Empty Space

Soon the current mission of the Space Shuttle Atlantis — the last mission in the United States space shuttle program — will end.  For the first time in a generation, the United States will have no existing program to place human beings into outer space.  Until a new program is developed, Americans who want to get to the international space station will have to rely on the Russians to get them there.

Of course, American exploration efforts are not limited to manned space flight; NASA continues to make excellent use of unmanned probes and drones to explore the planets, asteroids, moons, and outer reaches of our solar system.  Many people — including Dr. Science — believe unmanned space exploration is the most sensible approach.  They reason that space is too hostile to human beings and therefore it is too expensive to design crafts that can safely house humans in that hostile environment.  In their view, we get more far more science bang for the buck through use of unmanned devices.

I understand that position, but also think manned exploration must be a continuing focus.  Right now, there is great uncertainty about what course the United States will follow with respect to manned space flight.  There will be a gap of some years — at least — and the bright, experienced people who worked on the shuttle program will move on to take new jobs.  A great opportunity has been missed.  Rather than spending billions on ill-fated stimulus projects, We should have invested that money in the manned space program — which has a history of producing useful technology and encouraging innovation and also has an inspirational and aspirational component.

America must, in part, be about pushing the envelope and leading the world; it cannot simply be about health care dollars and internal disputes about who gets what piece of the pie.  The end of one of our most noteworthy forays into the realm of exploration and pure science, with no replacement at the ready, sends a sour message about where we are going as a country and as a society.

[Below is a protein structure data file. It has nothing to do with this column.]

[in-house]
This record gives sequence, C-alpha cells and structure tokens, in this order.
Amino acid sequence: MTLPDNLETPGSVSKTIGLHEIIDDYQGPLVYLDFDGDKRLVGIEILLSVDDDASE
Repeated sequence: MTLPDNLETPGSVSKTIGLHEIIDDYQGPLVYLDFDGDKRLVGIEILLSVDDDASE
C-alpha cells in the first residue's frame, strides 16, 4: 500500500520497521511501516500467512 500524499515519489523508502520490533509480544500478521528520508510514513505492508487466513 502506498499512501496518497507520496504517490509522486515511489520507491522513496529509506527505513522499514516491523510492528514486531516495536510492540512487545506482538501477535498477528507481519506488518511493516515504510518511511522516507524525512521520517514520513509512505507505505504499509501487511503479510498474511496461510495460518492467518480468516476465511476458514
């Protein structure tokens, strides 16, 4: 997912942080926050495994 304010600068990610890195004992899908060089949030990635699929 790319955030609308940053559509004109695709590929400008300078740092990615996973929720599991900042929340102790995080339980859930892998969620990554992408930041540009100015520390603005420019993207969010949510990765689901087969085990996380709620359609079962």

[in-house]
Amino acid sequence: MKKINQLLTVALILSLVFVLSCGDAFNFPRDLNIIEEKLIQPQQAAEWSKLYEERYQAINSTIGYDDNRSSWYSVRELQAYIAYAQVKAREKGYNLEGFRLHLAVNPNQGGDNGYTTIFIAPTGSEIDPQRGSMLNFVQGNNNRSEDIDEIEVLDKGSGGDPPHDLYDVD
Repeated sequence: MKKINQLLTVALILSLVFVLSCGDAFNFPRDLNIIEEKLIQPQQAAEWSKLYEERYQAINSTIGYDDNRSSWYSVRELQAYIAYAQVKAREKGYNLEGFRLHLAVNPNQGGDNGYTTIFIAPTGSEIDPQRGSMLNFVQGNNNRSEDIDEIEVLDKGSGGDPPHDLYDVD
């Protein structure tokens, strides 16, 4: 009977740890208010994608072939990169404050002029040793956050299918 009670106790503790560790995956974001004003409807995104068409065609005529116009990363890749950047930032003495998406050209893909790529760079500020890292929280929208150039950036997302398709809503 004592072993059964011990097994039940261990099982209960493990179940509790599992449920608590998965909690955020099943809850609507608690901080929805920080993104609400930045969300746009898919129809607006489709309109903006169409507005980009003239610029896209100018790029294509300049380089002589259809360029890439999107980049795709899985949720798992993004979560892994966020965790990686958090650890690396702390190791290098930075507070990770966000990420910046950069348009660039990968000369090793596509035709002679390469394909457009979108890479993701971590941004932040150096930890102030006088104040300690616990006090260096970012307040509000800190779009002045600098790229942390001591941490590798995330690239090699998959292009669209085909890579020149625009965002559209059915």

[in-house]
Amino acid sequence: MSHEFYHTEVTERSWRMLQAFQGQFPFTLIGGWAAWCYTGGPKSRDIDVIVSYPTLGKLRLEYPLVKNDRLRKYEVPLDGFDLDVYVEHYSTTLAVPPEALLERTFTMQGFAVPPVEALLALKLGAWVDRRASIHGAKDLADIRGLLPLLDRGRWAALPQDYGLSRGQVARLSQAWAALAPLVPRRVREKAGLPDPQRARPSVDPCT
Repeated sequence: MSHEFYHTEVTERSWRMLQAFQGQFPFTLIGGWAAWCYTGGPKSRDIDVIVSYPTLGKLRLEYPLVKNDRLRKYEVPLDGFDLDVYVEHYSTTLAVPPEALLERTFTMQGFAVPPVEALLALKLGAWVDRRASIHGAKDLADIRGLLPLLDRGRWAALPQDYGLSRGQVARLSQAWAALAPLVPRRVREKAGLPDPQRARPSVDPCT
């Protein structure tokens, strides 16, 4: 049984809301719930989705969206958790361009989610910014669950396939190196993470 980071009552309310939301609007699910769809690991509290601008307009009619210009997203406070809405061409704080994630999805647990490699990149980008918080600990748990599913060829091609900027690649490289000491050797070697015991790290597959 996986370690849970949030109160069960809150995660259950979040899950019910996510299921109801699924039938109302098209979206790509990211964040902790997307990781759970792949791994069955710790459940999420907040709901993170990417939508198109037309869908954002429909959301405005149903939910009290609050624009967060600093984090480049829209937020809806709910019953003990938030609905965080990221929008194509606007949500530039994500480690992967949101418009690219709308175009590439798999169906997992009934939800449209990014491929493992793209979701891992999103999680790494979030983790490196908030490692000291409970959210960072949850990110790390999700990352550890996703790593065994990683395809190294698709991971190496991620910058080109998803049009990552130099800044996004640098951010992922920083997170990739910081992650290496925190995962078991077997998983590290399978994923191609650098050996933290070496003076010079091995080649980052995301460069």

We are either moving forward, or we are moving backward.  I would rather move forward.

Close Encounters In The Asteroid Belt

Although the space shuttle program is ending — more on that in a later post — U.S. space exploration efforts continue unabated through use of unmanned probes.  Tomorrow one such probe, called Dawn, will begin to orbit Vesta, one of the largest asteroids in the asteroid belt between Mars and Jupiter.

Once it settles into orbit, Dawn’s mission will be to photograph the asteroid, deploy instruments that can detect the minerals and elements found on the asteroid, and gather data that will allow scientists to assess the geological forces that shaped the asteroid.  After orbiting Vesta for a year, Dawn will move on to Ceres, an even larger asteroid.

For science fiction fans like me, the mineral composition of the asteroid will be of the most interest.  Lots of good science fiction deals with asteroid miners and mining colonies, and potential exploitation of minerals is one of the reasons why space exploration may end up being of great interest to private concerns, too.  If we learn that Vesta possesses a treasure trove of minerals, and Dawn proves that navigating among the asteroids can be safely accomplished, we may move one step closer to significant commercial interest in space — and in this era of tight governmental budgets, moving forward in space exploration and technology probably will require significant investment by private entities.